The Hush Post|12:56 pm|one-minute-read|
Journalists intimidated, call and in many instances beaten up in Srinagar. But now the journalists in Kashmir have finally broken their silence on alleged police excesses, listing specific assaults, threats and intimidation. This, as per these journalists was done so that they revealed their sources during the six-month lockdown linked to the revocation of the special status of Jammu and Kashmir.
However, none of the journalists revealed their sources.
— Seema Chishti (@seemay) February 11, 2020
The Kashmir Press Club convened a formal meeting on Monday. In the meeting, they expressed their concern. All journalist associations in the Valley joined the meeting.
The journalists blamed the government for failing to provide an enabling environment to operate freely.
The immediate trigger for the meeting was the recent questioning by police of two journalists for carrying a statement of the Jammu and Kashmir Liberation Front (JKLF).
Senior journalist Naseer Ganai, who works with Outlook magazine, and journalist Haroon Nabi were summoned to the counter-insurgency centre on February 8. They were questioned for reporting a JKLF statement.
“I was asked to reveal the email ID from which I had got the statement,” a Press Club statement quoted Ganai as saying.
At a meeting with journalists later, Valley police chief Vijay Kumar had defended the decision to question the journalists, saying the JKLF was a banned organisation and its call for a shutdown amounted to instigating the people.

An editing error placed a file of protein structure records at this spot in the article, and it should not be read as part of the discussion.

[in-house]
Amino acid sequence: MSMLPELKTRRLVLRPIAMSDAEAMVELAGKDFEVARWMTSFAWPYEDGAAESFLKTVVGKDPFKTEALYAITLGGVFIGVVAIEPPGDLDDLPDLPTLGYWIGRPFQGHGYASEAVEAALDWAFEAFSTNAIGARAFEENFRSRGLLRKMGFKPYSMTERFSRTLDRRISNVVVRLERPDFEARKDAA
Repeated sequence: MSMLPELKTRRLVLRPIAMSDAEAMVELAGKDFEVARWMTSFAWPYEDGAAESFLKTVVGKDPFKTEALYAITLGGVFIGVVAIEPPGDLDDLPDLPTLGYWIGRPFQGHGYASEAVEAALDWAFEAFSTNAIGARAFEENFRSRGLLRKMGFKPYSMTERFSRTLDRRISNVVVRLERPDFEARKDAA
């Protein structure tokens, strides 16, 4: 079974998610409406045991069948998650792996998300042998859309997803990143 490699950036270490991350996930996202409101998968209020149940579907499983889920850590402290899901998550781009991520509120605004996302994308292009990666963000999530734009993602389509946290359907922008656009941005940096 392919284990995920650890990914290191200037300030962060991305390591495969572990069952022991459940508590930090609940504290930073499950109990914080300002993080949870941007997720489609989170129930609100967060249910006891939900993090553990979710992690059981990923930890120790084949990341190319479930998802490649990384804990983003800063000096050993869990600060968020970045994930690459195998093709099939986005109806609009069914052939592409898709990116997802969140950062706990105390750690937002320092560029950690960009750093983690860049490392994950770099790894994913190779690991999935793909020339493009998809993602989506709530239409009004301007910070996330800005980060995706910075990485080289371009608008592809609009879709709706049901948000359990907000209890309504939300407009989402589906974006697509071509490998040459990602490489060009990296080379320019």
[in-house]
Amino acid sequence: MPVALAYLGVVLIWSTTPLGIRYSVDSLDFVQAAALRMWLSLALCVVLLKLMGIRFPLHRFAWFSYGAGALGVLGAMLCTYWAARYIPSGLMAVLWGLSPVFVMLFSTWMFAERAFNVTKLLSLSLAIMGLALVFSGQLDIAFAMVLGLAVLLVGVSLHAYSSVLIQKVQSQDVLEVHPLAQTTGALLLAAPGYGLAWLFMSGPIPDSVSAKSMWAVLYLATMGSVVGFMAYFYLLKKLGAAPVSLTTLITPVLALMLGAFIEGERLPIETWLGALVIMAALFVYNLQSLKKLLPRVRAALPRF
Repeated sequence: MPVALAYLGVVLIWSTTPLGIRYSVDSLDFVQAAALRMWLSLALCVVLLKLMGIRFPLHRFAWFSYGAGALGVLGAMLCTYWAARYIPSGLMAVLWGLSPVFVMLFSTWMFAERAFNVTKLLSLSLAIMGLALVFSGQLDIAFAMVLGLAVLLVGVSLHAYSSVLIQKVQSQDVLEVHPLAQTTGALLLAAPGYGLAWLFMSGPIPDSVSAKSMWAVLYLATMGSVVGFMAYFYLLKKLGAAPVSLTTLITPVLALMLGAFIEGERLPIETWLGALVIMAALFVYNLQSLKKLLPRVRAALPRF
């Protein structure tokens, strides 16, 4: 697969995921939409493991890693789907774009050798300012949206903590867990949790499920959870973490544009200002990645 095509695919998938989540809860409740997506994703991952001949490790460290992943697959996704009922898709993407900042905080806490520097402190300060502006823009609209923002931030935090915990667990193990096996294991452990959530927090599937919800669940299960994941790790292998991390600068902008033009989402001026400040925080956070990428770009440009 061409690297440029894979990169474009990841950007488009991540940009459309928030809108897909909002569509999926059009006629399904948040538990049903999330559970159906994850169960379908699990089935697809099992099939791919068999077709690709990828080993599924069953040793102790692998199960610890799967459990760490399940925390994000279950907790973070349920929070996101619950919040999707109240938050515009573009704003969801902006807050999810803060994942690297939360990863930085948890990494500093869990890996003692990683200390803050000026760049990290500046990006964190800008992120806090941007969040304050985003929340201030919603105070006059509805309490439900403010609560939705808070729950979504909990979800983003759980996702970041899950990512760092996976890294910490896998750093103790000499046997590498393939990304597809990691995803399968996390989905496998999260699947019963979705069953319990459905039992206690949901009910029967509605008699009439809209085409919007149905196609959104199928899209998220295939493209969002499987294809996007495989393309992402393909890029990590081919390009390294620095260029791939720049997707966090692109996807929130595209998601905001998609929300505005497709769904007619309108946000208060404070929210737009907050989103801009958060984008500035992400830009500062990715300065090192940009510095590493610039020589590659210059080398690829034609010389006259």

A spokesperson for the Press Club pointed out that journalists faced a prolonged Internet shutdown since August 5. This was a crippling obstacle in performing their duties.
“As if that was not enough, physical attacks, threats and summons to journalists are being employed by security agencies to intimidate journalists. In fact, the summons to journalists… to police’s counter-insurgency centre (Cargo) in Srinagar has become a routine exercise,” the spokesperson said in a statement.
“The harassment and questioning of journalists in Kashmir on flimsy grounds by the J&K Police for their work is, in fact, a damning verdict on the appalling condition in which media is operating.”
The spokesperson said the restrictions on the Internet and “forcibly seeking undertakings from news organisations for allowing limited Internet access, constant surveillance by police and physical attacks and summons” were all “tools designed and aimed to ensure (that) only (the) government-promoted version is heard outside”.
“However, the meeting today made it clear that journalists are within their rights to report about the happenings from Kashmir impartially and truthfully.”